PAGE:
Return to search

Portfolio investment strategy based on Twitter sentiment

This paper investigates if it is possible to create a portfolio investment strategy by looking at the sentiment (i.e. are they positive or negative) of twitter data for ten companies, five IT companies and five fashion companies. 764 340 tweets were collected during the study which spanned 60 trading days, and of those tweets, 483 946 where from the IT companies and the rest from the fashion companies. The tweets were collected in a Python program using Twitters API, and then analyzed and classified in another Python program using three different Naive Bayes classifiers that had been trained on a training set consisting of positive and negative text. The sentiment results were then used to create two different portfolios where one was based solely on sentiment and the other one was a combination of sentiment and market capitalization, the ratio used was determined by testing. Those portfolios were then compared against a market capitalization portfolio and a Sharpe portfolio. I found that for the IT companies the portfolio based solely on sentiment performed decently, but was the worst of the four portfolios. The combination portfolio performed well and when comparing it to the Sharpe portfolio and the market capitalization portfolio, it might even be the preferable strategy depending on the investor’s appetite for risk as it had the highest ratio between return and standard deviation. For the fashion companies the sentiment portfolio performed very poorly. The combination portfolio performed decently, but that was only because it consisted mainly (85%) of the market capitalization portfolio which performed the best of all strategies and thereby “saving” the combination portfolio. The poor performance of the sentiment portfolio for the fashion companies might in part be explained by the fact that there were almost twice as many tweets for the IT companies, making the sentiment less accurate and less reliable for the fashion companies when compared to sentiment of the IT companies. It might also be that there is more irrelevant stuff being tweeted about when it comes to the fashion companies, causing the sentiment portfolio to performworse.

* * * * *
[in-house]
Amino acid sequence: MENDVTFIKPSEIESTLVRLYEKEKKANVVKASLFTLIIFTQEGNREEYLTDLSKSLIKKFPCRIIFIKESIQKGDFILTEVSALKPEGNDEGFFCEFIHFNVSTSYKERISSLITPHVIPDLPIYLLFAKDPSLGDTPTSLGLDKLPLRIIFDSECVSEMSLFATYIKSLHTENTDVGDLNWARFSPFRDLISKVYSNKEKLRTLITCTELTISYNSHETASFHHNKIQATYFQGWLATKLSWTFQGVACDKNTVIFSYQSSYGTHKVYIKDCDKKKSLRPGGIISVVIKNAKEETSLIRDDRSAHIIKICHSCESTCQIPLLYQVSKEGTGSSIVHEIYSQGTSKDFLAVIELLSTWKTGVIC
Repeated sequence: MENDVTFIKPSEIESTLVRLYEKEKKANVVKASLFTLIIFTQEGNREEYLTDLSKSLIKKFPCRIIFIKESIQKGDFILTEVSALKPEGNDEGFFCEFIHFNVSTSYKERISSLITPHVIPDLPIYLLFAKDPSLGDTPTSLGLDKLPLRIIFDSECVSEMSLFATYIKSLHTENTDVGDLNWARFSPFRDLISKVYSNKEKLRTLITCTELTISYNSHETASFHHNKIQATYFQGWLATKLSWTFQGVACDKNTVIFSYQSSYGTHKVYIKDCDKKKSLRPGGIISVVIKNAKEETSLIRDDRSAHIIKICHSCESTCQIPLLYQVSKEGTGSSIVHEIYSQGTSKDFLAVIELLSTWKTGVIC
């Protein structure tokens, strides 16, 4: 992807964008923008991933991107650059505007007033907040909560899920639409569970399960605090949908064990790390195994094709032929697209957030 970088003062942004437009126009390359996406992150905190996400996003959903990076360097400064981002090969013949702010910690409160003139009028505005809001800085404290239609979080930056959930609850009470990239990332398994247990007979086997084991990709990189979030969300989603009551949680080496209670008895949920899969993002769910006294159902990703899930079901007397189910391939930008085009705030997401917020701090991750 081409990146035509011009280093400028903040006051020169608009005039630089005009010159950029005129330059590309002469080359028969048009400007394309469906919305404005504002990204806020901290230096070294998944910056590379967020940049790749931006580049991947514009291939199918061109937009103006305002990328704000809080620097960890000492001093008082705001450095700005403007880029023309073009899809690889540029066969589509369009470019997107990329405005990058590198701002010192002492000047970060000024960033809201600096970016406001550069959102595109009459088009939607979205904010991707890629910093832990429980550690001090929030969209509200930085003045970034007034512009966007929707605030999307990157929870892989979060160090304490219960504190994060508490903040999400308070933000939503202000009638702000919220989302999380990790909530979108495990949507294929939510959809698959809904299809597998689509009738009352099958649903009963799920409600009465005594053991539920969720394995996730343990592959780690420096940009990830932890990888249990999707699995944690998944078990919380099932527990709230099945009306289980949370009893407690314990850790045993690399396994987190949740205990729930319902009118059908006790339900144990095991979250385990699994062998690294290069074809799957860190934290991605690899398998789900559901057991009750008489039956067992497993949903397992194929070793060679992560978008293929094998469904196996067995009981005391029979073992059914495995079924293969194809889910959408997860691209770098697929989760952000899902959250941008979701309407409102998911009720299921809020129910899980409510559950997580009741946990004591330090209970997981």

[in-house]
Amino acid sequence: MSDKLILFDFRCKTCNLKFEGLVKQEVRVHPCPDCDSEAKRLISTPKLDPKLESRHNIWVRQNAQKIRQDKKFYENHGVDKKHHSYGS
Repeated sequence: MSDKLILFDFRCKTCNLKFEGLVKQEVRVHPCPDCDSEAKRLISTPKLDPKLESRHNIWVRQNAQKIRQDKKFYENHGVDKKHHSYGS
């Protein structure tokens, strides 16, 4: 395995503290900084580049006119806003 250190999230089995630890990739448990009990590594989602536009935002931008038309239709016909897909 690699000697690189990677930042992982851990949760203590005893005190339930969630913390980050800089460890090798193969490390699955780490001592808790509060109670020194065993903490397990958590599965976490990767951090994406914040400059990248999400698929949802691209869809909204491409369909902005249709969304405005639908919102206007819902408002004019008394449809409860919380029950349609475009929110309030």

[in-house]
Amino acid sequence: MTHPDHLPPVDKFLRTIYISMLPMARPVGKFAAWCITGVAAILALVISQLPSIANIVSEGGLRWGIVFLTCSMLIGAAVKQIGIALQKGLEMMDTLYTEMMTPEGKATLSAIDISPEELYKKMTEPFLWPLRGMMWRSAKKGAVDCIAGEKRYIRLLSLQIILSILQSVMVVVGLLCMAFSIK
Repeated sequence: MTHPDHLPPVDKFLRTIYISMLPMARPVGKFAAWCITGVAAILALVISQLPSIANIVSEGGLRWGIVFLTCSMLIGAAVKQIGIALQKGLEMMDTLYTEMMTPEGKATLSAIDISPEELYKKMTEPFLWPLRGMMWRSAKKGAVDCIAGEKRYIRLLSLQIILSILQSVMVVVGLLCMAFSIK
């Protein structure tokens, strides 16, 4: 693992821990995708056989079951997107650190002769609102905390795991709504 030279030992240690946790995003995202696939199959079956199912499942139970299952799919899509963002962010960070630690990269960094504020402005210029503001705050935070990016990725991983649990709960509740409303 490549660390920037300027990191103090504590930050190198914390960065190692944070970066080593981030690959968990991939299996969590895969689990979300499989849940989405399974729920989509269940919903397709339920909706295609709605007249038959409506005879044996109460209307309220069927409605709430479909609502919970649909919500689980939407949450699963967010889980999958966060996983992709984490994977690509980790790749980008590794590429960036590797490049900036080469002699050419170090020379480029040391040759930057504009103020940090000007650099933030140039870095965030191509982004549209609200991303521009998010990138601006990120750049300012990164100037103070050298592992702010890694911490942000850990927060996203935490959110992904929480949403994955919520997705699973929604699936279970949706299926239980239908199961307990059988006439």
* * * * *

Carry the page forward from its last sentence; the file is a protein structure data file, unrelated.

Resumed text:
Identiferoai:union.ndltd.org:UPSALLA1/oai:DiVA.org:umu-136679
Date January 2017
CreatorsLohman, Pontus
PublisherUmeå universitet, Institutionen för matematik och matematisk statistik
Source SetsDiVA Archive at Upsalla University
LanguageEnglish
Detected LanguageEnglish
TypeStudent thesis, info:eu-repo/semantics/bachelorThesis, text
Formatapplication/pdf
Rightsinfo:eu-repo/semantics/openAccess

Page generated in 0.0016 seconds